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    L’escrime et le tir, n°140, 1934 - FIE's Official magazine
    [​IMG]
    "For the past year, the international rules stipulate that the apparatus must be set in such a way that the hits arriving at the 2 fencers with a time difference of 1/10 of a second or less are recorded by the apparatus as a "double hit"; this tenth of a second has been fixed by the fact that it is scientifically acquired that the normal human eye no longer perceives a difference beyond one sixteenth of a second.
    Yours Sincerely,
    President of the FIE
    Paul ANSPACH."
     
  10. Strytllr

    Strytllr DE Bracket

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    "scientifically acquired"... HAHAHAHA
     
  11. neevel

    neevel Armorer

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    Quite a lot of the specs for scoring and fencers' equipment are hold-overs from when they were originally written to accommodate what was feasible with relay-based scoring apparatus. Many of the permitted ranges of variance for what resistances scoring machines to react to are one example; the requirements that most personal equipment (body cords, weapons, lames) have single-digit resistance values while scoring machines react to triple-digit resistances is another (it provided a fair amount of leeway for relays and reel brushes & commutators to get dirty before functioning would be affected).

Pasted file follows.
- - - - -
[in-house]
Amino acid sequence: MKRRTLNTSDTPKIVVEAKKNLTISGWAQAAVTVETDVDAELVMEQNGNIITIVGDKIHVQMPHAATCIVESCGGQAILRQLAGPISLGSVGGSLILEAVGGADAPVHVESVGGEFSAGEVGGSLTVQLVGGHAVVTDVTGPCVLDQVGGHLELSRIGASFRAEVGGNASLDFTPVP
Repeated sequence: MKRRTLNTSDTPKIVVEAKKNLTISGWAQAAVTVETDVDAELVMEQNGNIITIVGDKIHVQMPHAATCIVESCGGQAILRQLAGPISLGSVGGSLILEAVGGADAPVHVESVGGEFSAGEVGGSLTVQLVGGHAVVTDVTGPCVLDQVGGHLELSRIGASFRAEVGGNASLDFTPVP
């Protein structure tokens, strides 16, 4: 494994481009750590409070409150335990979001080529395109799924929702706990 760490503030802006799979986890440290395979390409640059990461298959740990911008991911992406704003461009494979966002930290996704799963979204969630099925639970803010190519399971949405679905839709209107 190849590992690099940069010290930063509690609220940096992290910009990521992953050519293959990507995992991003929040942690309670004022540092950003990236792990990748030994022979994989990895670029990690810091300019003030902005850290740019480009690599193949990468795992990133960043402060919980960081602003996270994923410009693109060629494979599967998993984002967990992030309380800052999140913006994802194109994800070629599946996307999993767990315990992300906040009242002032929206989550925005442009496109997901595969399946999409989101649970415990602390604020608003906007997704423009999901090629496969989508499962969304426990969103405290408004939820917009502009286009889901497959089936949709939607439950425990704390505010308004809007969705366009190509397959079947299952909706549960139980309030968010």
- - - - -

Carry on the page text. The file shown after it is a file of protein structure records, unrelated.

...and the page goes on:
12. Purple Fencer

    Purple Fencer Podium

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    Has there ever been a move to increase those resistance levels? Even doubling them would take a lot of work off us armorers.
     
  13. neevel

    neevel Armorer

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    The rub is, the STM wireless system was designed around those resistances and genuinely requires them to be pretty much on-spec so, no, I would not expect them to be changed.
     
  14. brtech

    brtech Podium

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    Actually, the StM requires tip to B to be 1 ohm, where the rulebook only requires 2 ohms. It's REALLY annoying to have a weapon failed for this. Happens often when wireless is being used. In Jr Worlds in Verona last year they weren't using wireless and still enforced the 1 ohm "rule". Truly ticked me off.
     
  15. Quinn

    Quinn Made the Cut

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    Does anyone know how robust the LP and EnPointe systems are in face of increased equipment resistance?
     
  16. neevel

    neevel Armorer

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    I don't think there is an officially stated value for the B-terminal to foil-tip resistance. The 2 ohms given in the rulebook is for the B-to-C terminal resistance at the socket, and documentation specific to the StM system states that a B-C resistance of 5 ohms is the practical upper limit for the system. If you take the interpretation that the m5.4(a) 2 ohms limit is one per 'line', then you could arrive at 1 ohm for B-terminal to tip, and 1 ohm for barrel to C-terminal.